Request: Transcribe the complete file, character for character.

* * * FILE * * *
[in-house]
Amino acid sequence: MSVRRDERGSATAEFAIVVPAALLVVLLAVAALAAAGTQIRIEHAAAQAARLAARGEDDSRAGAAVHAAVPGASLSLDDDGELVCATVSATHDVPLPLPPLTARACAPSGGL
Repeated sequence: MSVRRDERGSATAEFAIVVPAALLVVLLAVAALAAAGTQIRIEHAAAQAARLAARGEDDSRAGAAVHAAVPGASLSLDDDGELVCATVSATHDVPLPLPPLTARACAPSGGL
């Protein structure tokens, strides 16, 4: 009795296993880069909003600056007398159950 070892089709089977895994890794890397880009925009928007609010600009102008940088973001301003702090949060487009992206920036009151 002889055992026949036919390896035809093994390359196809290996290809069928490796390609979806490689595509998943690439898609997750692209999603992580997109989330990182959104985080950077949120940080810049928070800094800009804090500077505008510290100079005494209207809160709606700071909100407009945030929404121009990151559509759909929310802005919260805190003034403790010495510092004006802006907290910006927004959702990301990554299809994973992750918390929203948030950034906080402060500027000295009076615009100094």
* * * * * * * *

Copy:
[in-house]
Amino acid sequence: MSVRRDERGSATAEFAIVVPAALLVVLLAVAALAAAGTQIRIEHAAAQAARLAARGEDDSRAGAAVHAAVPGASLSLDDDGELVCATVSATHDVPLPLPPLTARACAPSGGL
Repeated sequence: MSVRRDERGSATAEFAIVVPAALLVVLLAVAALAAAGTQIRIEHAAAQAARLAARGEDDSRAGAAVHAAVPGASLSLDDDGELVCATVSATHDVPLPLPPLTARACAPSGGL
């Protein structure tokens, strides 16, 4: 009795296993880069909003600056007398159950 070892089709089977895994890794890397880009925009928007609010600009102008940088973001301003702090949060487009992206920036009151 002889055992026949036919390896035809093994390359196809290996290809069928490796390609979806490689595509998943690439898609997750692209999603992580997109989330990182959104985080950077949120940080810049928070800094800009804090500077505008510290100079005494209207809160709606700071909100407009945030929404121009990151559509759909929310802005919260805190003034403790010495510092004006802006907290910006927004959702990301990554299809994973992750918390929203948030950034906080402060500027000295009076615009100094």